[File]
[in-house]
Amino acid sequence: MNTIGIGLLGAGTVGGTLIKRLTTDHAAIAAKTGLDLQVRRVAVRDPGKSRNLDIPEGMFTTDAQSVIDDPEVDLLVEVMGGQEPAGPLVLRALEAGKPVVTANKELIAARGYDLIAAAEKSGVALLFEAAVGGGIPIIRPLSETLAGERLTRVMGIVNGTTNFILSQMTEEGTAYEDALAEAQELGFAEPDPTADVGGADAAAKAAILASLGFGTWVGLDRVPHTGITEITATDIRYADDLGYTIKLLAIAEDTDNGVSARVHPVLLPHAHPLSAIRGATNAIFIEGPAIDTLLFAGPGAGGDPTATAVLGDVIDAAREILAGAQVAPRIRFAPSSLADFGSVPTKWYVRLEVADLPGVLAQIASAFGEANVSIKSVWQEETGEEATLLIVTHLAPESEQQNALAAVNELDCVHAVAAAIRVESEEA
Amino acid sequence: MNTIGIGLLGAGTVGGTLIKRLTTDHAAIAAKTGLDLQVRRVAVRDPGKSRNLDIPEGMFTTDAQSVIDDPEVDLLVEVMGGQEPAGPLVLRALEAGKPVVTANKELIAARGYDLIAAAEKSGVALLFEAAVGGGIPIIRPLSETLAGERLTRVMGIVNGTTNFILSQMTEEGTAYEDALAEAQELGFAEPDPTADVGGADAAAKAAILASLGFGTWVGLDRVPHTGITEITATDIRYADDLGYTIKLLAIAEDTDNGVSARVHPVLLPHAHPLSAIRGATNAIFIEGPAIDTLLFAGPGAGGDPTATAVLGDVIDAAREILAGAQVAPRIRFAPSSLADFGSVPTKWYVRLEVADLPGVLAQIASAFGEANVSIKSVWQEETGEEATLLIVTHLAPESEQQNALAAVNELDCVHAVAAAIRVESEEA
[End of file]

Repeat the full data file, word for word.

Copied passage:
[in-house]
Amino acid sequence: MNTIGIGLLGAGTVGGTLIKRLTTDHAAIAAKTGLDLQVRRVAVRDPGKSRNLDIPEGMFTTDAQSVIDDPEVDLLVEVMGGQEPAGPLVLRALEAGKPVVTANKELIAARGYDLIAAAEKSGVALLFEAAVGGGIPIIRPLSETLAGERLTRVMGIVNGTTNFILSQMTEEGTAYEDALAEAQELGFAEPDPTADVGGADAAAKAAILASLGFGTWVGLDRVPHTGITEITATDIRYADDLGYTIKLLAIAEDTDNGVSARVHPVLLPHAHPLSAIRGATNAIFIEGPAIDTLLFAGPGAGGDPTATAVLGDVIDAAREILAGAQVAPRIRFAPSSLADFGSVPTKWYVRLEVADLPGVLAQIASAFGEANVSIKSVWQEETGEEATLLIVTHLAPESEQQNALAAVNELDCVHAVAAAIRVESEEA
Amino acid sequence: MNTIGIGLLGAGTVGGTLIKRLTTDHAAIAAKTGLDLQVRRVAVRDPGKSRNLDIPEGMFTTDAQSVIDDPEVDLLVEVMGGQEPAGPLVLRALEAGKPVVTANKELIAARGYDLIAAAEKSGVALLFEAAVGGGIPIIRPLSETLAGERLTRVMGIVNGTTNFILSQMTEEGTAYEDALAEAQELGFAEPDPTADVGGADAAAKAAILASLGFGTWVGLDRVPHTGITEITATDIRYADDLGYTIKLLAIAEDTDNGVSARVHPVLLPHAHPLSAIRGATNAIFIEGPAIDTLLFAGPGAGGDPTATAVLGDVIDAAREILAGAQVAPRIRFAPSSLADFGSVPTKWYVRLEVADLPGVLAQIASAFGEANVSIKSVWQEETGEEATLLIVTHLAPESEQQNALAAVNELDCVHAVAAAIRVESEEA